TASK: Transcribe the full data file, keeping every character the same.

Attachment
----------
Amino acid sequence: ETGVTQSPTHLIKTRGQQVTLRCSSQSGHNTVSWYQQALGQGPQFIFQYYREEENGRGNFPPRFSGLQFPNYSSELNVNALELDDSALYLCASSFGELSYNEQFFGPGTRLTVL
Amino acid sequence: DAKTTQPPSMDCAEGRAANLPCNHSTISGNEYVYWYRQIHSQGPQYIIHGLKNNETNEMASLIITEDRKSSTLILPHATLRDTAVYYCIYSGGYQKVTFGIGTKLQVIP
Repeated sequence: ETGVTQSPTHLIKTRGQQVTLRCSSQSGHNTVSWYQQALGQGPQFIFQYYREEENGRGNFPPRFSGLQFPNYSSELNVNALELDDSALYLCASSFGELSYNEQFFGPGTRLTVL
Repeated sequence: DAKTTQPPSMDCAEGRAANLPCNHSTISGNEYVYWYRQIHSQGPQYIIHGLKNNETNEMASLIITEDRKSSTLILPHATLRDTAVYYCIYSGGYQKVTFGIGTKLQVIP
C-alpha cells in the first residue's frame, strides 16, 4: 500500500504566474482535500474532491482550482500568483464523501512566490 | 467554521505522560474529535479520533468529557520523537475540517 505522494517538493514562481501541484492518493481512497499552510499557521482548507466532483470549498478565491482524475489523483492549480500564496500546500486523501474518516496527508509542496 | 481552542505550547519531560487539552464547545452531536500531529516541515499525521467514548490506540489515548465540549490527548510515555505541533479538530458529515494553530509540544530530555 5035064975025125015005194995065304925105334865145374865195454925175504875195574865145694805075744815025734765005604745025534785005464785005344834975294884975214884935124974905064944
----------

Amino acid sequence: ETGVTQSPTHLIKTRGQQVTLRCSSQSGHNTVSWYQQALGQGPQFIFQYYREEENGRGNFPPRFSGLQFPNYSSELNVNALELDDSALYLCASSFGELSYNEQFFGPGTRLTVL
Amino acid sequence: DAKTTQPPSMDCAEGRAANLPCNHSTISGNEYVYWYRQIHSQGPQYIIHGLKNNETNEMASLIITEDRKSSTLILPHATLRDTAVYYCIYSGGYQKVTFGIGTKLQVIP
Repeated sequence: ETGVTQSPTHLIKTRGQQVTLRCSSQSGHNTVSWYQQALGQGPQFIFQYYREEENGRGNFPPRFSGLQFPNYSSELNVNALELDDSALYLCASSFGELSYNEQFFGPGTRLTVL
Repeated sequence: DAKTTQPPSMDCAEGRAANLPCNHSTISGNEYVYWYRQIHSQGPQYIIHGLKNNETNEMASLIITEDRKSSTLILPHATLRDTAVYYCIYSGGYQKVTFGIGTKLQVIP
C-alpha cells in the first residue's frame, strides 16, 4: 500500500504566474482535500474532491482550482500568483464523501512566490 | 467554521505522560474529535479520533468529557520523537475540517 505522494517538493514562481501541484492518493481512497499552510499557521482548507466532483470549498478565491482524475489523483492549480500564496500546500486523501474518516496527508509542496 | 481552542505550547519531560487539552464547545452531536500531529516541515499525521467514548490506540489515548465540549490527548510515555505541533479538530458529515494553530509540544530530555 5035064975025125015005194995065304925105334865145374865195454925175504875195574865145694805075744815025734765005604745025534785005464785005344834975294884975214884935124974905064944